Around 60 alumni from 30 countries converged at the College last week to celebrate the 50th anniversary of the Center for Development Economics (CDE), the College’s one-year M.A. in economics program.
The CDE was founded in 1960 by Emile Despres, a professor of economics at the College at the time. The Center brings approximately 25 fellows from developing countries each year, most with a background in the public sector.
According to Professor of Economics Jerry Caprio, who also serves as the chair of the CDE, the week-long series of events was designed to “celebrate the CDE’s 50 years by doing what we do – help foster critical thinking in key policy problems, therefore the conference-like nature of the reunion,” Caprio said.
Tom Powers, director of the CDE, noted that the goal of the CDE celebrations was not only to engage CDE alumni substantively, but also to “make them feel more a part of all of Williams.”
To this end, the CDE events were open to the College at large, with several panels and lectures designed to incorporate undergraduate students.
These included not only the International Studies Colloquium given by Isaac Osei CDE ’77, a current MP in Ghana, but also a career panel co-sponsored by the Office of Career Counseling and the Log Lunch on Friday with Michele de Nevers, a senior manager in the Environment Department at the World Bank.
Ten panels and lectures attended by distinguished alumni and other participants marked the week’s events.
On Wednesday, a panel discussion titled “The CDE: Lessons Learned and Paths Forward” was held, followed by a panel on “Macroeconomic Reforms in Developing Countries: What Has Been Gained?”
Joseph Stiglitz, professor at Columbia University and the 2001 winner of the Nobel Prize in Economics, lectured on Wednesday and Thursday.
“The Stiglitz lecture was the best attended – we sold out the ’62 Center,” Caprio said.
Much of the audience consisted of students interested in studying economics.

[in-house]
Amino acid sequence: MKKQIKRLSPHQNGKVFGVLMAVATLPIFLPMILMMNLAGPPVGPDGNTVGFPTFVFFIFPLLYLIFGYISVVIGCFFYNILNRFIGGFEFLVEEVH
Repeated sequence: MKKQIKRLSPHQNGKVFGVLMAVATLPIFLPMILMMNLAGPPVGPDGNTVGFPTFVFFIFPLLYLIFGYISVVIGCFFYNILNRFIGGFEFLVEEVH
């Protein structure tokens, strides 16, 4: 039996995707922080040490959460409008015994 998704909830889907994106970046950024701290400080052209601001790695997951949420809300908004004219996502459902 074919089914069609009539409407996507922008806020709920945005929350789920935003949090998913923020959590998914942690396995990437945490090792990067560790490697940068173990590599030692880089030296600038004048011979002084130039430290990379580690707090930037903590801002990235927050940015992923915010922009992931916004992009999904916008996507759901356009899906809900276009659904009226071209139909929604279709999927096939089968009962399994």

“The CDE anniversary was a great time for undergrads and CDE students to not only celebrate the CDE’s history but also reflect on the current state of economics,” said Diego Flores ’11, who is also a TA for a CDE course.
“The lectures and panels were very interesting and relevant to how we think about the world,” he said. I enjoyed meeting the CDE alumni and the distinguished speakers.”
Thursday’s events included lectures such as “Whither the Washington Consensus? Perspectives on Development Strategy” and “The Financial Crisis of 2007-2009: Lessons from Developing Countries for the U.S.,” where CDE Fellows and Williams undergraduate alumni discussed different approaches to the financial crisis.
“This was particularly interesting because advice usually tends to go in one direction,” said Powers. “It was interesting to see that other parts of the world handled the crisis in other ways, sometimes with less damage than the U.S.”
On Thursday evening, Dani Rodrik, professor of international political economy at Harvard’s Kennedy School of Government, also spoke during a lecture titled “Diagnostics before Prescription?”
Overall, Powers considered the 50th anniversary a big success.
“The CDE alumni felt engaged and demonstrated that they wanted to be more engaged,” he said.
“We were very pleased with the enthusiasm from all parts of the College, from President Falk and the trustees down to the Environmental Studies Department.”